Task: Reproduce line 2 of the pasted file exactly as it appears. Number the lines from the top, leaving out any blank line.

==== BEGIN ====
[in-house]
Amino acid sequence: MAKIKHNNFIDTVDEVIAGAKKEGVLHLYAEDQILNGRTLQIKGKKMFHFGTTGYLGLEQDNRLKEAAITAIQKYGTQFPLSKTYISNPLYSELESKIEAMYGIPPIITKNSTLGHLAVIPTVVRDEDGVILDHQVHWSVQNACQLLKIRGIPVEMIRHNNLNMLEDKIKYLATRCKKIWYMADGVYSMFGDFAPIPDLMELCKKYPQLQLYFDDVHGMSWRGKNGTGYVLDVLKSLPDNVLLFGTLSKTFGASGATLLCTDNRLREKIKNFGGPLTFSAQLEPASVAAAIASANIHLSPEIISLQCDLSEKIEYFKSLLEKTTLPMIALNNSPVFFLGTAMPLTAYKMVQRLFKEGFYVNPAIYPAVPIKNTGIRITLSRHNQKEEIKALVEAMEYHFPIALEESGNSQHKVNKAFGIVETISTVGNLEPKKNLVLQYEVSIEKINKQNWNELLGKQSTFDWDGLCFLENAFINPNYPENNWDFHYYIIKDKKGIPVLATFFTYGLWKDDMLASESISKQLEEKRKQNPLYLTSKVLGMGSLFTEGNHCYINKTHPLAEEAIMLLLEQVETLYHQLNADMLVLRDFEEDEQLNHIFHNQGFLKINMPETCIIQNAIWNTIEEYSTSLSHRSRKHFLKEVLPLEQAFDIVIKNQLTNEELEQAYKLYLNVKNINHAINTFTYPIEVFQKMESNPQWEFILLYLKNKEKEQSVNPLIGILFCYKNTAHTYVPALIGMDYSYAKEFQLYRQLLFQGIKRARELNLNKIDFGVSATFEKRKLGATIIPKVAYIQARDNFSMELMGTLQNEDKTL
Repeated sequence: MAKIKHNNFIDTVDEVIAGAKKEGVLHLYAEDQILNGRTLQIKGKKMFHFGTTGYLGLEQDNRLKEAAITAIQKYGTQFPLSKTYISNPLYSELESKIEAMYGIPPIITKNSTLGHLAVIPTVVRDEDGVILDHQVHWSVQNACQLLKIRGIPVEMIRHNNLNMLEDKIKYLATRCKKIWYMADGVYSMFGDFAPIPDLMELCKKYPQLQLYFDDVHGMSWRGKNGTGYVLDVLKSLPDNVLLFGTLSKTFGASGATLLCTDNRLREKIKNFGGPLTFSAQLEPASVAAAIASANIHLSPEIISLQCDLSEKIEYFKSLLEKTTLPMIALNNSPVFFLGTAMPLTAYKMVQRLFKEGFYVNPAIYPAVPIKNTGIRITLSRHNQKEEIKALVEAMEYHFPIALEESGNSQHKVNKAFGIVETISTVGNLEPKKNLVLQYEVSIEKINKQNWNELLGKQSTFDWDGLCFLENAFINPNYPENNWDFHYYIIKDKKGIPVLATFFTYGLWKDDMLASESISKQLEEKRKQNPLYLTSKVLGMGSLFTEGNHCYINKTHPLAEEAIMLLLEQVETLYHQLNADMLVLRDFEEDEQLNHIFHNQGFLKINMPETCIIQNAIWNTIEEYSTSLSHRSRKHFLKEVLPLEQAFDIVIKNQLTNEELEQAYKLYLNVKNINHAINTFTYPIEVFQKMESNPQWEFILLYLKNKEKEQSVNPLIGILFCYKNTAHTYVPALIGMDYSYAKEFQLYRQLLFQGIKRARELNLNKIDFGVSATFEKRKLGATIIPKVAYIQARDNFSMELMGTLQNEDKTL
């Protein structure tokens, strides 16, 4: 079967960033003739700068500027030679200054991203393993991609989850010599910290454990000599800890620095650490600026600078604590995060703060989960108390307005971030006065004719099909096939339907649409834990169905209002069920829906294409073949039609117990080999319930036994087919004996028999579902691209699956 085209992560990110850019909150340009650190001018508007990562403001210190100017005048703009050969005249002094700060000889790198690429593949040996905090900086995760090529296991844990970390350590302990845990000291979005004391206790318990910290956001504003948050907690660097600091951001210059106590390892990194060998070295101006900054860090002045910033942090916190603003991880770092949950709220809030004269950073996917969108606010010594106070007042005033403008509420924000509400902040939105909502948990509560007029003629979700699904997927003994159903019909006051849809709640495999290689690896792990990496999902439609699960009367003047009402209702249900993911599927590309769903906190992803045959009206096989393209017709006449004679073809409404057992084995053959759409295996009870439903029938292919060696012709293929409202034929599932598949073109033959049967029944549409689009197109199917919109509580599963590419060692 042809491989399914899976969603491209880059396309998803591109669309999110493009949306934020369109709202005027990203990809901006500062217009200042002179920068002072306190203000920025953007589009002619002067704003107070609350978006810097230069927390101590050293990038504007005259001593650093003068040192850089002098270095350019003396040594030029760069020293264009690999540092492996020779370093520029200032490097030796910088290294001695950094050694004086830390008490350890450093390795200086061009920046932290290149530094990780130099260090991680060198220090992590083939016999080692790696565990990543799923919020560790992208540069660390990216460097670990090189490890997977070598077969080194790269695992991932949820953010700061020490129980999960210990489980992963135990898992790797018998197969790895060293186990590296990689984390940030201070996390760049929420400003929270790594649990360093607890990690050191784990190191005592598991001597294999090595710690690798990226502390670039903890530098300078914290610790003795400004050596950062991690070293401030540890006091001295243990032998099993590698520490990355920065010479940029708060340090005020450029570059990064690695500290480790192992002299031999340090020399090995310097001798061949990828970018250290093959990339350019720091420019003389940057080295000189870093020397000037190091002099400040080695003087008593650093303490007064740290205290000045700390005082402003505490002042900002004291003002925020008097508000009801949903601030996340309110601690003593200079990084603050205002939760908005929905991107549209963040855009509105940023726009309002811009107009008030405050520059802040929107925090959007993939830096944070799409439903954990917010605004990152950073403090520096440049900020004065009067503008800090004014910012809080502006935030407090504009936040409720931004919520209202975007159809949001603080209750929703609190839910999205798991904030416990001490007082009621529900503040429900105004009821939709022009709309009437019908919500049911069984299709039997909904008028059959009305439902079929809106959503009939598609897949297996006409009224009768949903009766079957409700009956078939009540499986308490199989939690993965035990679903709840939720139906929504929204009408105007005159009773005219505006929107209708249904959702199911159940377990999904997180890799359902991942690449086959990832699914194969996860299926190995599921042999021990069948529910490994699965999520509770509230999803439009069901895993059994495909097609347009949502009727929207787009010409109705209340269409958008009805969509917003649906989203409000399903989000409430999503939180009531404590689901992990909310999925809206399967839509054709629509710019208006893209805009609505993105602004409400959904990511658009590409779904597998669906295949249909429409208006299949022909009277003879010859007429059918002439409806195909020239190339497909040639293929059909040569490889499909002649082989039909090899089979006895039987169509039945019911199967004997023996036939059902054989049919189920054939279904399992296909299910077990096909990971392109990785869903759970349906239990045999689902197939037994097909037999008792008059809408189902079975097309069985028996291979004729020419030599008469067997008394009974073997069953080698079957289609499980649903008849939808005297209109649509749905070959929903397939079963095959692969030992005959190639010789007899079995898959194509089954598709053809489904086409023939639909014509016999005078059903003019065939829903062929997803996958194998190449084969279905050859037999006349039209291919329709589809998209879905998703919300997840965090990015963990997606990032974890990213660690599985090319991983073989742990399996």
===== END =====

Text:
Amino acid sequence: MAKIKHNNFIDTVDEVIAGAKKEGVLHLYAEDQILNGRTLQIKGKKMFHFGTTGYLGLEQDNRLKEAAITAIQKYGTQFPLSKTYISNPLYSELESKIEAMYGIPPIITKNSTLGHLAVIPTVVRDEDGVILDHQVHWSVQNACQLLKIRGIPVEMIRHNNLNMLEDKIKYLATRCKKIWYMADGVYSMFGDFAPIPDLMELCKKYPQLQLYFDDVHGMSWRGKNGTGYVLDVLKSLPDNVLLFGTLSKTFGASGATLLCTDNRLREKIKNFGGPLTFSAQLEPASVAAAIASANIHLSPEIISLQCDLSEKIEYFKSLLEKTTLPMIALNNSPVFFLGTAMPLTAYKMVQRLFKEGFYVNPAIYPAVPIKNTGIRITLSRHNQKEEIKALVEAMEYHFPIALEESGNSQHKVNKAFGIVETISTVGNLEPKKNLVLQYEVSIEKINKQNWNELLGKQSTFDWDGLCFLENAFINPNYPENNWDFHYYIIKDKKGIPVLATFFTYGLWKDDMLASESISKQLEEKRKQNPLYLTSKVLGMGSLFTEGNHCYINKTHPLAEEAIMLLLEQVETLYHQLNADMLVLRDFEEDEQLNHIFHNQGFLKINMPETCIIQNAIWNTIEEYSTSLSHRSRKHFLKEVLPLEQAFDIVIKNQLTNEELEQAYKLYLNVKNINHAINTFTYPIEVFQKMESNPQWEFILLYLKNKEKEQSVNPLIGILFCYKNTAHTYVPALIGMDYSYAKEFQLYRQLLFQGIKRARELNLNKIDFGVSATFEKRKLGATIIPKVAYIQARDNFSMELMGTLQNEDKTL